So it seems like land is always being reappraised but that the asset could still be "hidden" if it is small enough in relation to total assets and the cash flows derived from that property are under performing a reasonable capitalized rate.

 

I could be off on these.

 

1. Just because they report a certain way does not mean that OCF is equal to FCF.  On a given year it may be, but eventually major improvements (roof, room upgrades) will occur and will be capitalized.  When they do have major upgrades FCF is below OCF.  My view is more conservative than most and why I rarely buy a REIT, hotel company, or apartment owner. Returns are too low.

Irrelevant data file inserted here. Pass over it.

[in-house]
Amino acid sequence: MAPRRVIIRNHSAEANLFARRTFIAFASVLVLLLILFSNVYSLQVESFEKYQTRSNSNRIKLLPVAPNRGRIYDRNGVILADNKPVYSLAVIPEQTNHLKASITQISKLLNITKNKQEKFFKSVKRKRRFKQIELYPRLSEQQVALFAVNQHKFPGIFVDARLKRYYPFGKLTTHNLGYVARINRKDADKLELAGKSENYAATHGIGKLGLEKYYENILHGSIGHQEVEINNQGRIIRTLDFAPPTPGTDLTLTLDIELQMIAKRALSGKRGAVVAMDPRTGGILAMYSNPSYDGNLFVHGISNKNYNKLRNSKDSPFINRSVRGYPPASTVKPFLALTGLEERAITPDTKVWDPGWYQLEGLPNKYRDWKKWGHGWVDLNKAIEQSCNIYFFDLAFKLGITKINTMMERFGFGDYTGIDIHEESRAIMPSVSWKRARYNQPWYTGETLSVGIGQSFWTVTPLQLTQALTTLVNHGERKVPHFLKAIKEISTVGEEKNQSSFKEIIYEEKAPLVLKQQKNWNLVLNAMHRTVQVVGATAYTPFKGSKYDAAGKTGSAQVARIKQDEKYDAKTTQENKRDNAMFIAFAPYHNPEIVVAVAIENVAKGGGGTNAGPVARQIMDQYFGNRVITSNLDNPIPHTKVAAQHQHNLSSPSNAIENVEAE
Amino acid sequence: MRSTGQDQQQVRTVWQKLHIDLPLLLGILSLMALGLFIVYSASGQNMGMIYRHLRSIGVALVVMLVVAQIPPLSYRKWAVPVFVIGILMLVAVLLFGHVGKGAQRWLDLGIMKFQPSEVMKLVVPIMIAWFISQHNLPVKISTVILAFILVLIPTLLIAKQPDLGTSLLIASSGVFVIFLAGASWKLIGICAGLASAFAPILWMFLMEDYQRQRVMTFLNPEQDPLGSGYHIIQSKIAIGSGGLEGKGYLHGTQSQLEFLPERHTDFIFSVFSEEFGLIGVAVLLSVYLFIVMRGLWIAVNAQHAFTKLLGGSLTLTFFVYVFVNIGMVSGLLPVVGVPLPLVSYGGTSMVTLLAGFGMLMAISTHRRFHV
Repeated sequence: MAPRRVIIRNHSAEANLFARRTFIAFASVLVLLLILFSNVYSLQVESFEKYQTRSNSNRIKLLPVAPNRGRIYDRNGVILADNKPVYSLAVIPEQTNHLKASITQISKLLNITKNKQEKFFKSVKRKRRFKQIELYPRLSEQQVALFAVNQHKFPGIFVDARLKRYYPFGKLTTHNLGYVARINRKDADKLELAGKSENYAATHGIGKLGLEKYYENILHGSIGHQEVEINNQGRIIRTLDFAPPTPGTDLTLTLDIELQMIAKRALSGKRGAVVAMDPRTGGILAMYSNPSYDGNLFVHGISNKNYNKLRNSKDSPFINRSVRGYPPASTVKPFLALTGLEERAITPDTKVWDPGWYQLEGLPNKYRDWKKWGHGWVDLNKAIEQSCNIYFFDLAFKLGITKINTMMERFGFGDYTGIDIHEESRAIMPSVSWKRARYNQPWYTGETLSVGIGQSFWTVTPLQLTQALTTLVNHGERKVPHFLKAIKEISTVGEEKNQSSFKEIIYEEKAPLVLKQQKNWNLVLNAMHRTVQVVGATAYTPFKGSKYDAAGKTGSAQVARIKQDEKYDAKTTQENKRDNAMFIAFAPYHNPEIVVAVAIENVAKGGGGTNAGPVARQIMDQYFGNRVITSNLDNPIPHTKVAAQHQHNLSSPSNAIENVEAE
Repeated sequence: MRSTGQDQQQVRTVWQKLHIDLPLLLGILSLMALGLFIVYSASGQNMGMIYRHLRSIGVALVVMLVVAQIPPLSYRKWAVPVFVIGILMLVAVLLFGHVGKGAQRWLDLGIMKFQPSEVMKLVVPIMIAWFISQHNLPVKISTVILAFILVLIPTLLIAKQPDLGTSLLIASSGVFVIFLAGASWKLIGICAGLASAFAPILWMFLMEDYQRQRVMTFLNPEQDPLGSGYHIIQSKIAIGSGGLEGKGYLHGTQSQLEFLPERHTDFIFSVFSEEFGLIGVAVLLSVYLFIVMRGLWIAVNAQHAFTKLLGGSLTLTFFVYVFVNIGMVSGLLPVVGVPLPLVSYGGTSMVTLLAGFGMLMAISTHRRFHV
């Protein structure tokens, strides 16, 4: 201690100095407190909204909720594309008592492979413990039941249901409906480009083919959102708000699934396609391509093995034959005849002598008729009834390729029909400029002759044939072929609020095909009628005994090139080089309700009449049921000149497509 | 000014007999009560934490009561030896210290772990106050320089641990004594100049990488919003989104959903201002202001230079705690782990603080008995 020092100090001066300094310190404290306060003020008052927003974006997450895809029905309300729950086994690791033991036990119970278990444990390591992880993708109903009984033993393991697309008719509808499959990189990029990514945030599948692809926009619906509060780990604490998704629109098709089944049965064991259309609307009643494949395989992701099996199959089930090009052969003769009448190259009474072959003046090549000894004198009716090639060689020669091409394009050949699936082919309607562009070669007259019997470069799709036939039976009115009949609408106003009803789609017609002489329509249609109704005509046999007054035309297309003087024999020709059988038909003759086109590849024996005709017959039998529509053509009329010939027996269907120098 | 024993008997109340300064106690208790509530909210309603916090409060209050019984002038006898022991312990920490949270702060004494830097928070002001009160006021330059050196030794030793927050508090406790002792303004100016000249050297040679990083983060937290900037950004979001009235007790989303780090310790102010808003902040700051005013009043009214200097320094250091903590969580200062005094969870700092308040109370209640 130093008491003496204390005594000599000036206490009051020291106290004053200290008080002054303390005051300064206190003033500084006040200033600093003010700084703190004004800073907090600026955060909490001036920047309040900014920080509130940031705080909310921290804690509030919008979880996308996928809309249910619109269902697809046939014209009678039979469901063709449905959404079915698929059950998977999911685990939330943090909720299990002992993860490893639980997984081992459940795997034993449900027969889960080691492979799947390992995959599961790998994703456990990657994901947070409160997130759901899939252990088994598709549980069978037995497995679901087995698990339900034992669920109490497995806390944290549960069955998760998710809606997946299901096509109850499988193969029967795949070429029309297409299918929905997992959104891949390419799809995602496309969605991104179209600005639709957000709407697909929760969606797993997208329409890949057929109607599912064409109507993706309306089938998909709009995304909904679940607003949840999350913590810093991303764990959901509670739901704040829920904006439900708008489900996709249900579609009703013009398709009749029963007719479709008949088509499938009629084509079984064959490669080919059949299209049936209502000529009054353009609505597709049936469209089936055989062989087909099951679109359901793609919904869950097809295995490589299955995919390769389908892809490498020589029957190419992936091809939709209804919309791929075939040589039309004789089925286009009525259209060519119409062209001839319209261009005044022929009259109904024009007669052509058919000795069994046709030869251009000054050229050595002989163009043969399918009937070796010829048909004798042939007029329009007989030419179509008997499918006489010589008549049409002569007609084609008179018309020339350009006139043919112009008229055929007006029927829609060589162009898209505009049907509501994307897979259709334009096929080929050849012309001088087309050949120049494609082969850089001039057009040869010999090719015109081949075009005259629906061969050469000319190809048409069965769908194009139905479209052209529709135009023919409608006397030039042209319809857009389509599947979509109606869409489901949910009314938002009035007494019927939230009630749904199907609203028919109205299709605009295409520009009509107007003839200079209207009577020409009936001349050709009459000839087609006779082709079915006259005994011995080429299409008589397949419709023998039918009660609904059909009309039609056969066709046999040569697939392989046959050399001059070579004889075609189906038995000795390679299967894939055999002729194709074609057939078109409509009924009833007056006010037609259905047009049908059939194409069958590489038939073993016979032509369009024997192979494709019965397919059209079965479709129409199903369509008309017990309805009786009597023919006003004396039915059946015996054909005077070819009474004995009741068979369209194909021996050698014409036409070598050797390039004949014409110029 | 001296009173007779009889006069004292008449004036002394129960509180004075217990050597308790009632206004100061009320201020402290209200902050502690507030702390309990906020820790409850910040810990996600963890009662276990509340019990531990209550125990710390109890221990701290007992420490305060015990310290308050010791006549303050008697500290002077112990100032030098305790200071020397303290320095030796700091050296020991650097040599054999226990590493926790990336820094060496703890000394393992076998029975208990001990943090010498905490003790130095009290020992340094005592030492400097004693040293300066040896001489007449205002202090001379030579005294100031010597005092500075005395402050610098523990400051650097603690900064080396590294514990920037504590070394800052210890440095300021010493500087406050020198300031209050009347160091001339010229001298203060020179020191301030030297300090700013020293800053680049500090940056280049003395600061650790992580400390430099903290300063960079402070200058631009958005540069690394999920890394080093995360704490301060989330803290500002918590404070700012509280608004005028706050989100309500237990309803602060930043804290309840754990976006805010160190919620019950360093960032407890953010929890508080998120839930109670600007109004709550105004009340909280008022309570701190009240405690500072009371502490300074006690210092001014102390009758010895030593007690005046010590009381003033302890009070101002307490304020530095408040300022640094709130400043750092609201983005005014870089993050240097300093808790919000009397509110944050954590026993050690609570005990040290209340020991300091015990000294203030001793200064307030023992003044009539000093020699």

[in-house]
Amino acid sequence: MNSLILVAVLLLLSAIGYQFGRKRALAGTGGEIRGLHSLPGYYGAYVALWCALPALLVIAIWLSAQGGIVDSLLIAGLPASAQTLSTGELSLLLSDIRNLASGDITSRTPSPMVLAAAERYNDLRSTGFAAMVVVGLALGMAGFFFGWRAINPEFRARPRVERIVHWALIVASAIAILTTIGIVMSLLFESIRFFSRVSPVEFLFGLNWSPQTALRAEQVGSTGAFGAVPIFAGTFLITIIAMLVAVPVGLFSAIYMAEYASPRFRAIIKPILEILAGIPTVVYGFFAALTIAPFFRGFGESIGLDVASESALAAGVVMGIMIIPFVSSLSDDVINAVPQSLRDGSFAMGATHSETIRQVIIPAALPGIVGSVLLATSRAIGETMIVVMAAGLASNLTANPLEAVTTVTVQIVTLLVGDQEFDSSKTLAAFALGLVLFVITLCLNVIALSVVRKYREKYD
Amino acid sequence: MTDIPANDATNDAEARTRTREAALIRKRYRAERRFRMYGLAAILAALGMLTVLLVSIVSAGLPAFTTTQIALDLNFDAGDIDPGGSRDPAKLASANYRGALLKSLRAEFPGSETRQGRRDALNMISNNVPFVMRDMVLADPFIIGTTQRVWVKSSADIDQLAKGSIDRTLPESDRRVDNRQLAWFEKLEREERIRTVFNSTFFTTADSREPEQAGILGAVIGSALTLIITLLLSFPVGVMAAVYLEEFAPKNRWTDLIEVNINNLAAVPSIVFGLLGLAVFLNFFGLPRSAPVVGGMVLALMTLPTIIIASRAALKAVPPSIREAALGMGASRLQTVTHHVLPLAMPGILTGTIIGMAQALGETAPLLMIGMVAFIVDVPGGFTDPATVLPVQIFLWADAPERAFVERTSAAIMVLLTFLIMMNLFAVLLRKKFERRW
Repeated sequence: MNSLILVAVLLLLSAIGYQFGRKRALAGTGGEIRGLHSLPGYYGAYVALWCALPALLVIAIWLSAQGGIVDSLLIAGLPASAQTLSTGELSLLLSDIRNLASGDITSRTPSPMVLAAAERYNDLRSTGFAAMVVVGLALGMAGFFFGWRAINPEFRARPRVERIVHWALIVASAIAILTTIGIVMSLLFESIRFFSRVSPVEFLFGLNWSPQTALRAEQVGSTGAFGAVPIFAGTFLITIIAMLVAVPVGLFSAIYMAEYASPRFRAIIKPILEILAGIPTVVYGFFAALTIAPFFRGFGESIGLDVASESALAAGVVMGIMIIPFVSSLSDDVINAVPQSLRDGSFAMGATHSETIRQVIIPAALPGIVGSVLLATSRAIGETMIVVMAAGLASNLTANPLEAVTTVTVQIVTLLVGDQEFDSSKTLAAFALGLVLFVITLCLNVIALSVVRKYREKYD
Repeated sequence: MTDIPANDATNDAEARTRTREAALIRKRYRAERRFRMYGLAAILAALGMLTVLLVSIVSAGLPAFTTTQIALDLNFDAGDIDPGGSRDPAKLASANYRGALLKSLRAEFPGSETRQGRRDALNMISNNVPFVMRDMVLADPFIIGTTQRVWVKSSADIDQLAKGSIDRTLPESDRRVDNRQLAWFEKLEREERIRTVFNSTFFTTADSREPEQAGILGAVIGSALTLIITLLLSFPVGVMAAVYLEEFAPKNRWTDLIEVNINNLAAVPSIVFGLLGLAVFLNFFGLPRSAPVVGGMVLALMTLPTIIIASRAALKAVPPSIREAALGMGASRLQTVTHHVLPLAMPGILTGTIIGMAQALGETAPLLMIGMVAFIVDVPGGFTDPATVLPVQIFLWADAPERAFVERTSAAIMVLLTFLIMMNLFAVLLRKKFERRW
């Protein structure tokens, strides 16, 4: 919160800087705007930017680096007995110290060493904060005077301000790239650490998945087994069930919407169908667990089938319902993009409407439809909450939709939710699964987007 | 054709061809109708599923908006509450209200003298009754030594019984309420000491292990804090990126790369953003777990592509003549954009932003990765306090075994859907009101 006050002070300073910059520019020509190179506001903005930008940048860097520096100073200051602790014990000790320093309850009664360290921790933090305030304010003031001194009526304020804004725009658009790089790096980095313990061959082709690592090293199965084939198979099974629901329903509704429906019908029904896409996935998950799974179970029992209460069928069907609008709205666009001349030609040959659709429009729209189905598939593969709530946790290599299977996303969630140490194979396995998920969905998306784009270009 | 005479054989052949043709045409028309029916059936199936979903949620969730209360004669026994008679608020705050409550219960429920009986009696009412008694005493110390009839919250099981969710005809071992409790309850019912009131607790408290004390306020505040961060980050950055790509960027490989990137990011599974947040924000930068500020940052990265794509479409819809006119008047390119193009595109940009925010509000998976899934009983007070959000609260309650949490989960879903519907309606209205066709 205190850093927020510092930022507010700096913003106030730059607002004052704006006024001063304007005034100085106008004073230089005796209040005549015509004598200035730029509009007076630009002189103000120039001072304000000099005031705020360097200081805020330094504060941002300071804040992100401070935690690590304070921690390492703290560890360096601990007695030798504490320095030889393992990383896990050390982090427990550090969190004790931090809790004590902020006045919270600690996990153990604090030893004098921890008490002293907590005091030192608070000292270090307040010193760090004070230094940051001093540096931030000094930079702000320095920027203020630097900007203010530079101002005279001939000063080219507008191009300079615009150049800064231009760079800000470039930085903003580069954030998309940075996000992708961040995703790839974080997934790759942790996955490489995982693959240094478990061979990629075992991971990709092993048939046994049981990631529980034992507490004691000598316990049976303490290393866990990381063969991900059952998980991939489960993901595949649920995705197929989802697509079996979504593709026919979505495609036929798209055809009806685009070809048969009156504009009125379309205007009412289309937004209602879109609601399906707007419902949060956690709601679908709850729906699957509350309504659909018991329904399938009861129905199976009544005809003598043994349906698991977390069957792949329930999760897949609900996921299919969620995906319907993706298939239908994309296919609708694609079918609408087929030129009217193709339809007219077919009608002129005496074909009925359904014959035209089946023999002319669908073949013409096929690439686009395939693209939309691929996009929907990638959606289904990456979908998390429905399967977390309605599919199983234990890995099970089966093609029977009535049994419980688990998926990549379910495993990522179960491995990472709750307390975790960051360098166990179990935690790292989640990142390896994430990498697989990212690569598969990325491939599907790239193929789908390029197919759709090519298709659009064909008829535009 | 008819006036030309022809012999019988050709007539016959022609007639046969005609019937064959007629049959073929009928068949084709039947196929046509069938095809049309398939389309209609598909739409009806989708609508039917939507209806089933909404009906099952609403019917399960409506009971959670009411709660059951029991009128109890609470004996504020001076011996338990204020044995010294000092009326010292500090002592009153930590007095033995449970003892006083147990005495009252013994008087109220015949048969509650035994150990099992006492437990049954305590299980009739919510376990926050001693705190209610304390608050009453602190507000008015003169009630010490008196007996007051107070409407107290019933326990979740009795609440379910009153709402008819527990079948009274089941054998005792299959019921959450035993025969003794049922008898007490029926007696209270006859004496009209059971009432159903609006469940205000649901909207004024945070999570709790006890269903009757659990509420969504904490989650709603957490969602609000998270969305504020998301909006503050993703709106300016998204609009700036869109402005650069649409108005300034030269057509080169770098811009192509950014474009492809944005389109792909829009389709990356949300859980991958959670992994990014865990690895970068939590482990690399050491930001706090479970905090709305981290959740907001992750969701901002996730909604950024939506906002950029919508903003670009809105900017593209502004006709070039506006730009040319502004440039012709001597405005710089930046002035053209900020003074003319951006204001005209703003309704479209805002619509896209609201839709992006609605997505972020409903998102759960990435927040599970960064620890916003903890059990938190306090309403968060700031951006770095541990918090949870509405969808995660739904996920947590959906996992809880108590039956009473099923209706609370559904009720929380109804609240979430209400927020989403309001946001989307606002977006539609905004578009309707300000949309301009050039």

2. In the US the acquisition price is allocated between land and buildings at the time of purchase.  The land portion does not change over time.  The building portion is depreciated.  Thus over many years the asset may have a book value materially below market price.  I would be careful if the value is in the land as that is much more difficult to unlock. 

 

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I always understood that some real estate was carried on the balance sheet of corporations at cost.  I recall Seth Klarman talking about this as something that investors need to understand because of the potential for an asset that may be far understated on the balance sheet.  I'm trying to remember the context of the discussion.  I think the classic cases are where companies have owned large tracks of land for decades.